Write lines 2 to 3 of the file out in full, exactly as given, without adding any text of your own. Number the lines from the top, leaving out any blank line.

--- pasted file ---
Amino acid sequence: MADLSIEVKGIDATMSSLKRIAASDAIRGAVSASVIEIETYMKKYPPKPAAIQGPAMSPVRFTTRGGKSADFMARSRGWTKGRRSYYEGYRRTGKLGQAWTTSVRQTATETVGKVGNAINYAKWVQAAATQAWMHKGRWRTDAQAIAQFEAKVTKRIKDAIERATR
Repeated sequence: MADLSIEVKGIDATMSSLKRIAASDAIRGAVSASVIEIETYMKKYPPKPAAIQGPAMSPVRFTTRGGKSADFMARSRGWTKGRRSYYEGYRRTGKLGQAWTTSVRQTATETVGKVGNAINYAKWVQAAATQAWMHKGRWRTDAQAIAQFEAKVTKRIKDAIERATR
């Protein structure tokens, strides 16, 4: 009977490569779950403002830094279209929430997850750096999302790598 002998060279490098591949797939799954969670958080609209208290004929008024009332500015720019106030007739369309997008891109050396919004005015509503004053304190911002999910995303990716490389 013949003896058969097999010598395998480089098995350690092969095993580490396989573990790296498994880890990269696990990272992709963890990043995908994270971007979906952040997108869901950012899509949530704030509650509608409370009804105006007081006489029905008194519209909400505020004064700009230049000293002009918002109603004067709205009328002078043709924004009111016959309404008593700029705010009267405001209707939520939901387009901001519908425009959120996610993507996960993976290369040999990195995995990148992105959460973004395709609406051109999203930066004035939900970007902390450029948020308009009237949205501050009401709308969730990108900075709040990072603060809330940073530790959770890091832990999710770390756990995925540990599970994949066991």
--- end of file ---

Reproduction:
Repeated sequence: MADLSIEVKGIDATMSSLKRIAASDAIRGAVSASVIEIETYMKKYPPKPAAIQGPAMSPVRFTTRGGKSADFMARSRGWTKGRRSYYEGYRRTGKLGQAWTTSVRQTATETVGKVGNAINYAKWVQAAATQAWMHKGRWRTDAQAIAQFEAKVTKRIKDAIERATR
């Protein structure tokens, strides 16, 4: 009977490569779950403002830094279209929430997850750096999302790598 002998060279490098591949797939799954969670958080609209208290004929008024009332500015720019106030007739369309997008891109050396919004005015509503004053304190911002999910995303990716490389 013949003896058969097999010598395998480089098995350690092969095993580490396989573990790296498994880890990269696990990272992709963890990043995908994270971007979906952040997108869901950012899509949530704030509650509608409370009804105006007081006489029905008194519209909400505020004064700009230049000293002009918002109603004067709205009328002078043709924004009111016959309404008593700029705010009267405001209707939520939901387009901001519908425009959120996610993507996960993976290369040999990195995995990148992105959460973004395709609406051109999203930066004035939900970007902390450029948020308009009237949205501050009401709308969730990108900075709040990072603060809330940073530790959770890091832990999710770390756990995925540990599970994949066991």